Recently Issued Accounting Guidance

Refer to Note 1 “Description of Business and Summary of Significant Accounting Policies” of our consolidated financial statements included in Part I, Item 1 “Financial Statements” of this Quarterly Report on Form 10-Q for a description of recently issued accounting guidance.

 

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Cautionary Statement Regarding Forward-Looking Statements

Certain statements in this report, other than historical information, may be considered “forward-looking statements” within the meaning of the “safe harbor” provisions of the Private Securities Litigation Reform Act of 1995, and are subject to various risks, uncertainties and assumptions. Statements that are not historical in nature, and which may be identified by the use of words such as “may,” “should,” “could,” “believe,” “predict,” “potential,” “continue,” “plan,” “intend,” “expect,” “anticipate,” “future,” “project,” “estimate,” and similar expressions (or the negative of such expressions) are forward-looking statements. Forward-looking statements are made based on management’s current expectations and beliefs concerning future events and, therefore, involve a number of assumptions, risks and uncertainties, including the risk factors described in Item 1A “Risk Factors” of our Annual Report on Form 10-K for the fiscal year ended January 1, 2012, filed on February 23, 2012. Should one or more of these risks or uncertainties materialize, or should underlying assumptions prove incorrect, actual results may differ from those anticipated, estimated or expected. Factors that could cause actual results to differ materially from those contemplated by forward-looking statements include, but are not limited to:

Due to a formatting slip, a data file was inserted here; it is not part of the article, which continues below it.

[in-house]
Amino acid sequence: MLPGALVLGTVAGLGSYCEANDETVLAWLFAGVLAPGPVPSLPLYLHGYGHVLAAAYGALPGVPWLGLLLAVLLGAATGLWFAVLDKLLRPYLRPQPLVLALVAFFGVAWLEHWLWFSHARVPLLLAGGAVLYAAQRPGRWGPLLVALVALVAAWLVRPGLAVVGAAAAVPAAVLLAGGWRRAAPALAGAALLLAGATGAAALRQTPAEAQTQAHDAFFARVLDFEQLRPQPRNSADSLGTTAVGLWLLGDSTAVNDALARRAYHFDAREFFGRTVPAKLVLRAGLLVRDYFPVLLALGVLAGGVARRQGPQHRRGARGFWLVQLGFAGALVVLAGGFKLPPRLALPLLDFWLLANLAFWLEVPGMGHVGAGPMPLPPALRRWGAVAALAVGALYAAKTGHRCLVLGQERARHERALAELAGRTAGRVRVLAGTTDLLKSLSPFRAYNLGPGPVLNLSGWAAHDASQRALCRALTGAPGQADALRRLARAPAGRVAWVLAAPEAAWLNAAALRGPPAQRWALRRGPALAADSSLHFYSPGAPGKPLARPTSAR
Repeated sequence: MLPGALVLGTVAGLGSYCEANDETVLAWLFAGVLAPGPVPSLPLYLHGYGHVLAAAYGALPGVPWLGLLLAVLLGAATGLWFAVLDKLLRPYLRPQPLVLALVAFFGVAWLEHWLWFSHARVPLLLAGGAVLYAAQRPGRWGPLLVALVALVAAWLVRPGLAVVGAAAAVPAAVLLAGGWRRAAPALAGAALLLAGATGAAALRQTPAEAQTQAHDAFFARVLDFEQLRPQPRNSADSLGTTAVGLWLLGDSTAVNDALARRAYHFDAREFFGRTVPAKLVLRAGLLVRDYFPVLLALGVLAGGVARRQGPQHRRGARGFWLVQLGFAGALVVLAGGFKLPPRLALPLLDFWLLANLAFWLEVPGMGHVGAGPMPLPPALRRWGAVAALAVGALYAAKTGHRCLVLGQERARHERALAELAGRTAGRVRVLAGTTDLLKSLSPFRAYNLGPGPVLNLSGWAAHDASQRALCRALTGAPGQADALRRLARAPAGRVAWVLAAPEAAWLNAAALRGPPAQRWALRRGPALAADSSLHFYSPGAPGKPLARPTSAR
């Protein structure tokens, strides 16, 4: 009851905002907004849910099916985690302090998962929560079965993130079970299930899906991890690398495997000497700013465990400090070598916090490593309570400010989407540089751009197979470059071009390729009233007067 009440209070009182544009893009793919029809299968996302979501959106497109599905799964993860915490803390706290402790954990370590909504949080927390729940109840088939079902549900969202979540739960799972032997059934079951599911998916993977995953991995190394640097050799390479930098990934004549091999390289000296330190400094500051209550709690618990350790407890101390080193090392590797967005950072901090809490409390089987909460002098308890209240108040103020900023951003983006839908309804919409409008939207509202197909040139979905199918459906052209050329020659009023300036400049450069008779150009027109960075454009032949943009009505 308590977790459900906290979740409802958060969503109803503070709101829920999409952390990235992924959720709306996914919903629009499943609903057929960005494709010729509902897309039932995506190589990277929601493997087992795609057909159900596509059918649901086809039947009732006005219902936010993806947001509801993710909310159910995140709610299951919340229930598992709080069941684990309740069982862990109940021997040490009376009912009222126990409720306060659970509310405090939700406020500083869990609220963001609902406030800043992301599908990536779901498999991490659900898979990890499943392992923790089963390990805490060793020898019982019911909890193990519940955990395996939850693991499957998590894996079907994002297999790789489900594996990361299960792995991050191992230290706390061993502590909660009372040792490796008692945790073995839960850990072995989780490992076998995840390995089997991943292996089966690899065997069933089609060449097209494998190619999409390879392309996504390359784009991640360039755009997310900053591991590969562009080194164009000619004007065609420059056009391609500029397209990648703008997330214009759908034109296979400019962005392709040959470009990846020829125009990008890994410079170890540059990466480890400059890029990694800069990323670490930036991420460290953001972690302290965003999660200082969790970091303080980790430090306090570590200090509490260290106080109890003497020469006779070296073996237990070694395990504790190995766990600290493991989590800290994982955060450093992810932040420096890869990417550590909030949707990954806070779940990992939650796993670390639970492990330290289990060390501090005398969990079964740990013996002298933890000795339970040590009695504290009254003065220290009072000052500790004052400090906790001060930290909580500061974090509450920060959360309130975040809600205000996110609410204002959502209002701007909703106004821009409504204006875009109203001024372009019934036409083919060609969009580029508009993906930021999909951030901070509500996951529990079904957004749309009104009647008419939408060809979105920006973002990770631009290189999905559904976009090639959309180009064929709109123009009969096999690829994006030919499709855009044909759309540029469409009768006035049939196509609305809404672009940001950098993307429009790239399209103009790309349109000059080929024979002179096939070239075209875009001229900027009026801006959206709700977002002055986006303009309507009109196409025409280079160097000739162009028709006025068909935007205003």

Our ability to successfully implement our business development strategies;

 

 

Unanticipated costs and delays in implementing our business development strategies;

 

 

Changes in consumer discretionary spending and general economic conditions;

 

 

Competition in both the restaurant and entertainment industries;

 

 

Increases in food, labor and other operating costs;

 

 

Changes in consumers’ health, nutrition and dietary preferences;

 

 

Negative publicity concerning food quality, health, safety and other issues;

 

 

Continued existence or occurrence of certain public health issues;

 

 

Loss of certain key personnel;

 

 

Disruptions in the financial markets affecting the availability and cost of credit and our ability to maintain adequate insurance coverage;

 

 

Disruption of our commodity distribution system;

 

 

Our dependence on a few global providers for the procurement of games and rides;

 

 

Government regulations, litigation, product liability claims and product recalls;

 

 

Adverse effects of local conditions, natural disasters and other events;